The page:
Training army medics to carry out lifesaving operations in the stressful surroundings of a real warzone poses a challenge that nobody has a satisfactory answer to quite yet — until now, that is.
That’s because a team of researchers in the Human Interface Technology (HIT) department of the UK’s University of Birmingham have created an augmented reality VR scenario which takes on exactly this problem. Led by Professor Bob Stone, a 30-year veteran of virtual reality, the project recreates the experience of carrying out a resuscitation aboard a Chinook military helicopter — complete with turbulence and background machine gun fire to contend with.
“In the UK, there are only two physical ground trainers that exist,” Professor Stone tells Digital Trends. “These are wooden mockups of a Chinook helicopter, which people can use for training — provided they can reach them. But the problem is that technology is constantly changing. There are new helicopters and different military vehicles coming online constantly. Training needs to change to suit this. That’s where virtual reality can really help. It provides a low-cost adaptable training tool.”
The VR Chinook project is a collaboration between Stone’s team and other entities like the Royal Centre for Defence Medicine. Additional groups chipped in with their own expertise — such as Boeing Defence UK which provided realistic sound effects for the interior of the helicopter cabin.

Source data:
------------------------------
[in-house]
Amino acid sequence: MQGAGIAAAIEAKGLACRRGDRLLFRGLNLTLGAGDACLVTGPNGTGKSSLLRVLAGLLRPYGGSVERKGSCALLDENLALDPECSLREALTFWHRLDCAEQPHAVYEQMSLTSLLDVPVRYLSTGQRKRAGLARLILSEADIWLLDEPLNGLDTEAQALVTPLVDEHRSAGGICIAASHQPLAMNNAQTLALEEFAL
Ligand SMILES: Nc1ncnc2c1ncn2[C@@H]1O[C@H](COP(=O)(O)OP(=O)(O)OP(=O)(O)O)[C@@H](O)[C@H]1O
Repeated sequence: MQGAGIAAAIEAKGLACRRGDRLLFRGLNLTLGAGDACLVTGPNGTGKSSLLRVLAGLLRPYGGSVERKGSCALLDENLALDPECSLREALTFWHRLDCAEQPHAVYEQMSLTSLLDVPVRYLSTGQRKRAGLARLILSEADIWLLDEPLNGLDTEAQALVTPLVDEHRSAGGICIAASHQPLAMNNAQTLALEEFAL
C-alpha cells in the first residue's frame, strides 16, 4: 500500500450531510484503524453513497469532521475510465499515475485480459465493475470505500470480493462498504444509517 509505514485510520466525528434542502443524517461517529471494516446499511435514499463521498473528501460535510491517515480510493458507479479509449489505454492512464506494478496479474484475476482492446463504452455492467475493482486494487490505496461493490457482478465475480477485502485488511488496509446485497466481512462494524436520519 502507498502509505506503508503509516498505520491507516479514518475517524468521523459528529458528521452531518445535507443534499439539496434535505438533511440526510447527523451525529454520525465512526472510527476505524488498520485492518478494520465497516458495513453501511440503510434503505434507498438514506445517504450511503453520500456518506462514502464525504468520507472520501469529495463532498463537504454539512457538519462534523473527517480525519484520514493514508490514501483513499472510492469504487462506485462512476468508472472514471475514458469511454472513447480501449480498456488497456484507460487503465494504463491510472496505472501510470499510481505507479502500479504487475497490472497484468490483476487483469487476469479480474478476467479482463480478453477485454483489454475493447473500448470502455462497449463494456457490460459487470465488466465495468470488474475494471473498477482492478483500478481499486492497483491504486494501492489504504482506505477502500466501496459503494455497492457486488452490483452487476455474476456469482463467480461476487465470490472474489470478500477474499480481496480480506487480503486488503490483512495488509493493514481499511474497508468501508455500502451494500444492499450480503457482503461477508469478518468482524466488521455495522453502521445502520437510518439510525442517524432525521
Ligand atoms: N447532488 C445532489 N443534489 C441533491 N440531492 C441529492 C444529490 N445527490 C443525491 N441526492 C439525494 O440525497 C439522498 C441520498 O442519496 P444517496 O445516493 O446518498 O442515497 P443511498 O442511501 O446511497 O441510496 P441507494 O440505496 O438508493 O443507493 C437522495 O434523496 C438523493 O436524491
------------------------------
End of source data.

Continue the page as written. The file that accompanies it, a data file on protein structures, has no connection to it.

“The idea is that we have an inflatable enclosure which can be inflated to give a sense of confinement, based on the interior dimensions of a small part of a Chinook,” Stone continues. “We also have a very realistic prosthetic body, various guns and weapon packs, and then we use virtual reality to configure the rest of the experience. What we’re experimenting with is exactly how much of the physical world and how much of the virtual world is needed to create convincing scenarios.”
He notes the original plan called for the experience to run on Oculus, but this turned out to be too difficult to integrate with Unity3d, the rendering engine the team used. Instead they started work with OSVR, the Open-Source Virtual Reality headset, before shifting to HTC Vive — which Professor Stone says provides the best experience yet.
The plan, he says, is that one day virtual reality will be a standard part of the training package for jobs like military medics. “It’s still incredibly new,” he adds. “The technology is changing at an incredibly fast pace — but it’s looking more and more credible by the day.”
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